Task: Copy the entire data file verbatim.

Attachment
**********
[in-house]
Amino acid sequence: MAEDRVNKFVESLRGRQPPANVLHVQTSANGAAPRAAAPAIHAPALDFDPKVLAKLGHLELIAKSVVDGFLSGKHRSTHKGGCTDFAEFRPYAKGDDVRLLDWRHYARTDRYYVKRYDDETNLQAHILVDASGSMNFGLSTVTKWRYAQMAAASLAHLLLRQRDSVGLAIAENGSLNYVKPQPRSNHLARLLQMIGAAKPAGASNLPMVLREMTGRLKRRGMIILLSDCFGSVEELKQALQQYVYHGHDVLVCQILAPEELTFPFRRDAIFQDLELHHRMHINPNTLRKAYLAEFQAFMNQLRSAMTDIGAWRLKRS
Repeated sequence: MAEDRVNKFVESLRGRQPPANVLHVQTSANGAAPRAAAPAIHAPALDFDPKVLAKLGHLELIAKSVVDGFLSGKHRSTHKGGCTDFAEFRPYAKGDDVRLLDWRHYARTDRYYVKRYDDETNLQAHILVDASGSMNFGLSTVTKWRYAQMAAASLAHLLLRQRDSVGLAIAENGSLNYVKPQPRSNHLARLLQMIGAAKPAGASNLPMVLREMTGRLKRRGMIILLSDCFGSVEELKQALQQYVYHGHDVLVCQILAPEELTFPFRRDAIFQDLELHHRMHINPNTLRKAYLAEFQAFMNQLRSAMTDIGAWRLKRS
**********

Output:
[in-house]
Amino acid sequence: MAEDRVNKFVESLRGRQPPANVLHVQTSANGAAPRAAAPAIHAPALDFDPKVLAKLGHLELIAKSVVDGFLSGKHRSTHKGGCTDFAEFRPYAKGDDVRLLDWRHYARTDRYYVKRYDDETNLQAHILVDASGSMNFGLSTVTKWRYAQMAAASLAHLLLRQRDSVGLAIAENGSLNYVKPQPRSNHLARLLQMIGAAKPAGASNLPMVLREMTGRLKRRGMIILLSDCFGSVEELKQALQQYVYHGHDVLVCQILAPEELTFPFRRDAIFQDLELHHRMHINPNTLRKAYLAEFQAFMNQLRSAMTDIGAWRLKRS
Repeated sequence: MAEDRVNKFVESLRGRQPPANVLHVQTSANGAAPRAAAPAIHAPALDFDPKVLAKLGHLELIAKSVVDGFLSGKHRSTHKGGCTDFAEFRPYAKGDDVRLLDWRHYARTDRYYVKRYDDETNLQAHILVDASGSMNFGLSTVTKWRYAQMAAASLAHLLLRQRDSVGLAIAENGSLNYVKPQPRSNHLARLLQMIGAAKPAGASNLPMVLREMTGRLKRRGMIILLSDCFGSVEELKQALQQYVYHGHDVLVCQILAPEELTFPFRRDAIFQDLELHHRMHINPNTLRKAYLAEFQAFMNQLRSAMTDIGAWRLKRS